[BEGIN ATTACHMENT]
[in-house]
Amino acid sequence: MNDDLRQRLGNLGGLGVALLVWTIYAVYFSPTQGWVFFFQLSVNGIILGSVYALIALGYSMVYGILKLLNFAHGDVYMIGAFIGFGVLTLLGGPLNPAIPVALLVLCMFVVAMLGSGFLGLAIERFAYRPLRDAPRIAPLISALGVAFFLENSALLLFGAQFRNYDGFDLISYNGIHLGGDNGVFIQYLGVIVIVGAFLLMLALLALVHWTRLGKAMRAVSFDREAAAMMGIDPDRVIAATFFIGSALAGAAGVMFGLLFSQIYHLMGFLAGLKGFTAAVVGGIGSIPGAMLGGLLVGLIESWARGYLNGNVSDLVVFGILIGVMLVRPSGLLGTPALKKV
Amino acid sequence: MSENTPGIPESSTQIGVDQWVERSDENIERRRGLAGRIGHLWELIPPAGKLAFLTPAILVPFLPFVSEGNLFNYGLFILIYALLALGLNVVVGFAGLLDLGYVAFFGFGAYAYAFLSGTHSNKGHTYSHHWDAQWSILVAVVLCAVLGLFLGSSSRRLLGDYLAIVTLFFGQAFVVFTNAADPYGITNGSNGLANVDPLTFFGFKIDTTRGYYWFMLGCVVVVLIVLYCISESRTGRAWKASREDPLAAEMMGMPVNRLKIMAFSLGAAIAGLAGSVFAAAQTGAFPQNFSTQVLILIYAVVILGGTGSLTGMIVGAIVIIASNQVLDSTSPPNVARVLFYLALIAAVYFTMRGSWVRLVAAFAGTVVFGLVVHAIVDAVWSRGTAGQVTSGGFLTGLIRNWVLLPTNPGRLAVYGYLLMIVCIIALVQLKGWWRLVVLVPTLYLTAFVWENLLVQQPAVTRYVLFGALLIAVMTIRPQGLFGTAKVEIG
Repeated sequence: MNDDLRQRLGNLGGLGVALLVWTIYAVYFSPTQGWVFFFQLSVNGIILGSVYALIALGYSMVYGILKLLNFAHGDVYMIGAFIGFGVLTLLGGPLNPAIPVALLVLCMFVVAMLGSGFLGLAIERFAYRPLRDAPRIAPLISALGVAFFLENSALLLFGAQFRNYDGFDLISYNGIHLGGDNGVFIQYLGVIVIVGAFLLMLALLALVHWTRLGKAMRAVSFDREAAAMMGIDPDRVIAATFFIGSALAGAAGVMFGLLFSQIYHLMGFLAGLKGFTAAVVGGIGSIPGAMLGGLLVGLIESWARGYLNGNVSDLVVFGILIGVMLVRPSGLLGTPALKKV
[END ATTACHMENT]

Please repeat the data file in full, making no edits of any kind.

[in-house]
Amino acid sequence: MNDDLRQRLGNLGGLGVALLVWTIYAVYFSPTQGWVFFFQLSVNGIILGSVYALIALGYSMVYGILKLLNFAHGDVYMIGAFIGFGVLTLLGGPLNPAIPVALLVLCMFVVAMLGSGFLGLAIERFAYRPLRDAPRIAPLISALGVAFFLENSALLLFGAQFRNYDGFDLISYNGIHLGGDNGVFIQYLGVIVIVGAFLLMLALLALVHWTRLGKAMRAVSFDREAAAMMGIDPDRVIAATFFIGSALAGAAGVMFGLLFSQIYHLMGFLAGLKGFTAAVVGGIGSIPGAMLGGLLVGLIESWARGYLNGNVSDLVVFGILIGVMLVRPSGLLGTPALKKV
Amino acid sequence: MSENTPGIPESSTQIGVDQWVERSDENIERRRGLAGRIGHLWELIPPAGKLAFLTPAILVPFLPFVSEGNLFNYGLFILIYALLALGLNVVVGFAGLLDLGYVAFFGFGAYAYAFLSGTHSNKGHTYSHHWDAQWSILVAVVLCAVLGLFLGSSSRRLLGDYLAIVTLFFGQAFVVFTNAADPYGITNGSNGLANVDPLTFFGFKIDTTRGYYWFMLGCVVVVLIVLYCISESRTGRAWKASREDPLAAEMMGMPVNRLKIMAFSLGAAIAGLAGSVFAAAQTGAFPQNFSTQVLILIYAVVILGGTGSLTGMIVGAIVIIASNQVLDSTSPPNVARVLFYLALIAAVYFTMRGSWVRLVAAFAGTVVFGLVVHAIVDAVWSRGTAGQVTSGGFLTGLIRNWVLLPTNPGRLAVYGYLLMIVCIIALVQLKGWWRLVVLVPTLYLTAFVWENLLVQQPAVTRYVLFGALLIAVMTIRPQGLFGTAKVEIG
Repeated sequence: MNDDLRQRLGNLGGLGVALLVWTIYAVYFSPTQGWVFFFQLSVNGIILGSVYALIALGYSMVYGILKLLNFAHGDVYMIGAFIGFGVLTLLGGPLNPAIPVALLVLCMFVVAMLGSGFLGLAIERFAYRPLRDAPRIAPLISALGVAFFLENSALLLFGAQFRNYDGFDLISYNGIHLGGDNGVFIQYLGVIVIVGAFLLMLALLALVHWTRLGKAMRAVSFDREAAAMMGIDPDRVIAATFFIGSALAGAAGVMFGLLFSQIYHLMGFLAGLKGFTAAVVGGIGSIPGAMLGGLLVGLIESWARGYLNGNVSDLVVFGILIGVMLVRPSGLLGTPALKKV